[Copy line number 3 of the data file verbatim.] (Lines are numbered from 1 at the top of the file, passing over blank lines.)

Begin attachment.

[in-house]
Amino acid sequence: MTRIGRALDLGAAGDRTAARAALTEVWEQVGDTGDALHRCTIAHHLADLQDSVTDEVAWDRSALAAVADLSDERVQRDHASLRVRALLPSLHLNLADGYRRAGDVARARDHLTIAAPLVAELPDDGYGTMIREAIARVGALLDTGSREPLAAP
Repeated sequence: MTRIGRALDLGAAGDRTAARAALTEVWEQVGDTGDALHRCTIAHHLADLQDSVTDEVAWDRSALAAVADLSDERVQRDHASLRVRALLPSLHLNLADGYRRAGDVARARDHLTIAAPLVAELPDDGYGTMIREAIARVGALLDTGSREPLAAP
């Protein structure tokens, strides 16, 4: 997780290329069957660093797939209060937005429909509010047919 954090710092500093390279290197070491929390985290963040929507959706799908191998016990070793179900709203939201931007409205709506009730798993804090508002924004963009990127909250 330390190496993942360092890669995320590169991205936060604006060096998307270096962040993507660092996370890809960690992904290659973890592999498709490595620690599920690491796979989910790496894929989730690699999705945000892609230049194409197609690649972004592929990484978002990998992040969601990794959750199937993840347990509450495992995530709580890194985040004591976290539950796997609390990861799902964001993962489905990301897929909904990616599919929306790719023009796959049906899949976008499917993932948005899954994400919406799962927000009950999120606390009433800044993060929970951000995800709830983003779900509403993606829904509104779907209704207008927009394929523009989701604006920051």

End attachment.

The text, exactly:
Repeated sequence: MTRIGRALDLGAAGDRTAARAALTEVWEQVGDTGDALHRCTIAHHLADLQDSVTDEVAWDRSALAAVADLSDERVQRDHASLRVRALLPSLHLNLADGYRRAGDVARARDHLTIAAPLVAELPDDGYGTMIREAIARVGALLDTGSREPLAAP